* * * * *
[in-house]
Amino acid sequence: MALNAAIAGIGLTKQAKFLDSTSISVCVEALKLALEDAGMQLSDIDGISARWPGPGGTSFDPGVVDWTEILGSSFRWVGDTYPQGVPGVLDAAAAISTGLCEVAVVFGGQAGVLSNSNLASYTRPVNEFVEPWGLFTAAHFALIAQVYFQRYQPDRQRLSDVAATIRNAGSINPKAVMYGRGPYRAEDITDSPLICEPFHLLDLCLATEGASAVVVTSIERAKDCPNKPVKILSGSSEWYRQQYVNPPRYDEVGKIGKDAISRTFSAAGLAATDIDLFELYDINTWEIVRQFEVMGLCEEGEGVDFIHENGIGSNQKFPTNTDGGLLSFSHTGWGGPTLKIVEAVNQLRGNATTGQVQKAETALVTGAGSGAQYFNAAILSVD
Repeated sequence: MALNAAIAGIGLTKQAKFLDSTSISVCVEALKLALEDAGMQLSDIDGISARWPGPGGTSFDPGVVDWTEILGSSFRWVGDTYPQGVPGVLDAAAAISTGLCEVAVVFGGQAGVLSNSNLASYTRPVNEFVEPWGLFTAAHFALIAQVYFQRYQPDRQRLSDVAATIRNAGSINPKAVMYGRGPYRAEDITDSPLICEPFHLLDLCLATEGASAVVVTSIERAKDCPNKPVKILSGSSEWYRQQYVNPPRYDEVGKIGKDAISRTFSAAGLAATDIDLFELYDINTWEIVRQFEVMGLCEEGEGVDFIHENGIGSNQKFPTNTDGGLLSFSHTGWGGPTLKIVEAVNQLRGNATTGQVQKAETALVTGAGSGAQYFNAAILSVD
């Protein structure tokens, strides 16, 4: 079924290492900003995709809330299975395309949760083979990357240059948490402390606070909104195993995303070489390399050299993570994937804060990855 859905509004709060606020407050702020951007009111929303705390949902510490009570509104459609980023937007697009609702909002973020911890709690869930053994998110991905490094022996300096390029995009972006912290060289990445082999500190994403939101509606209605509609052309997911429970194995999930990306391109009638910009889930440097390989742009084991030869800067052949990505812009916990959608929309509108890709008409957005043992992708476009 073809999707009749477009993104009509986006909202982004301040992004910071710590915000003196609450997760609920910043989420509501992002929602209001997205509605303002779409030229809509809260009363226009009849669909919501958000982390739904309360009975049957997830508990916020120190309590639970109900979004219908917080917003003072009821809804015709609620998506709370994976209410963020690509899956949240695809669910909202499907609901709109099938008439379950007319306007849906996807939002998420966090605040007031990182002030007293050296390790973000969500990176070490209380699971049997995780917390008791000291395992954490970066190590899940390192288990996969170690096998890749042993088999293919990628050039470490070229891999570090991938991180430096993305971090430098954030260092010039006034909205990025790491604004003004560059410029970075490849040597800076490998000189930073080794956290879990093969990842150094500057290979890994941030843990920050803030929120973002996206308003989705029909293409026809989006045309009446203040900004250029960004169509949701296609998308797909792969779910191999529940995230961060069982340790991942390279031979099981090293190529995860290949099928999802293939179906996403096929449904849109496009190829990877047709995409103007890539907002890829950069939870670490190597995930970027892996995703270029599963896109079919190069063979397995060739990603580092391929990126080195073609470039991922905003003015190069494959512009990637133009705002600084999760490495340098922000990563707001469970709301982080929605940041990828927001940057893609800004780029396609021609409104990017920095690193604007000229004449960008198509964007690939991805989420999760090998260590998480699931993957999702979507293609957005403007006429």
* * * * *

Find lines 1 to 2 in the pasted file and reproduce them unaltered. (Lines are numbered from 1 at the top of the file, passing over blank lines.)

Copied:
[in-house]
Amino acid sequence: MALNAAIAGIGLTKQAKFLDSTSISVCVEALKLALEDAGMQLSDIDGISARWPGPGGTSFDPGVVDWTEILGSSFRWVGDTYPQGVPGVLDAAAAISTGLCEVAVVFGGQAGVLSNSNLASYTRPVNEFVEPWGLFTAAHFALIAQVYFQRYQPDRQRLSDVAATIRNAGSINPKAVMYGRGPYRAEDITDSPLICEPFHLLDLCLATEGASAVVVTSIERAKDCPNKPVKILSGSSEWYRQQYVNPPRYDEVGKIGKDAISRTFSAAGLAATDIDLFELYDINTWEIVRQFEVMGLCEEGEGVDFIHENGIGSNQKFPTNTDGGLLSFSHTGWGGPTLKIVEAVNQLRGNATTGQVQKAETALVTGAGSGAQYFNAAILSVD